Friday, 18 March 2016

Women, Money & Debt in the 18th Century, Part 8 - Cecilia Pt 2, End of the Series!

Women, Money and Debt in the 18th Century Novel, Part 8:
Cecilia, Section 2

Looking at the prevailing obsession with money, the getting and managing of it (and what happens when you can’t pay your debts), in eighteenth century English literature – with specific reference to female heroines in Daniel Defoe’s Roxana (1724); Henry Fielding’s Amelia (1751), and Fanny Burney’s Cecilia (1782).

So: Amelia triumphed against the seemingly insurmountable odds, and through a sale, through engaging in trade…But what happens to a single woman, alone, who has an awful lot of money?  Surely life will be better, and far more insulated for her?  Surely she has all the advantages that a desperate though clever woman (Roxana) lacked?  Or that a poor wife dependent on an irresponsible man (Amelia) had not?  No.  Cecilia’s trials show that even having money can be a web so sticky that soon she has no independence at all.  Even having money is no defence against the rules of society at the time.  By the end of Cecilia’s story, you may well end up convinced, as I did, that a woman in those times needed to be both as clever and ruthless as Roxana; as married as poor gentle Amelia (just for camouflage), and as rich as Cecilia.  No point having the money if you can’t hold it and use it to shape your life…Here comes the sad economic tale of Cecilia…who would have done better as a widow, which is a bit sad.  (And long live feminism!)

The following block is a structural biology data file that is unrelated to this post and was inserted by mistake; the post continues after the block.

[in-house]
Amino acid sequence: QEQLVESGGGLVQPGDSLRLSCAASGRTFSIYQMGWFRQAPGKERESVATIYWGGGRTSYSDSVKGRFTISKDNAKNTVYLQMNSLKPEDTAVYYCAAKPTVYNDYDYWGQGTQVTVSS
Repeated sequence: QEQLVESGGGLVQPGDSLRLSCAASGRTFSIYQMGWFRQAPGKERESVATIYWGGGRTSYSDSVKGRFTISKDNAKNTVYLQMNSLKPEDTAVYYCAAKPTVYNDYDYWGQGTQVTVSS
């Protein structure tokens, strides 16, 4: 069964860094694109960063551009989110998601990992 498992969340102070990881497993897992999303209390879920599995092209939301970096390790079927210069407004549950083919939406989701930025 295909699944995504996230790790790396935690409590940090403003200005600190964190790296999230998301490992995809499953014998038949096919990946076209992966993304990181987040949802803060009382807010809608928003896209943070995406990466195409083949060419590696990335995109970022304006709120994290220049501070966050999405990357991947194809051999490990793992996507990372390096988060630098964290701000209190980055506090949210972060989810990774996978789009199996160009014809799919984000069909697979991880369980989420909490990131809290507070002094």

And just in case you’re a trifle lost – here are the earlier posts in this series:

=> that’s the Introduction and Abstract to this mammoth undertaking!

=> that’s Roxana, Part 1…in a galaxy far far…etc…

=> that’s the last part of Roxana’s story and it’s analysis.

=> the first part of Amelia’s experiences: her husband is put in debtor’s prison.

=> how Amelia survives as a married woman but without protection for herself and her children, in a cruel and corrupt city.

=> and how Amelia finally achieves a happy ending, after all her trials…

=> In which we discover that even being very rich is not a simple way to be secure, for an unmarried woman in this time period: enter Cecilia, the generous heiress.

Now, let’s see how it all ends up…


                                                                                            Illustration from Cecilia, taken from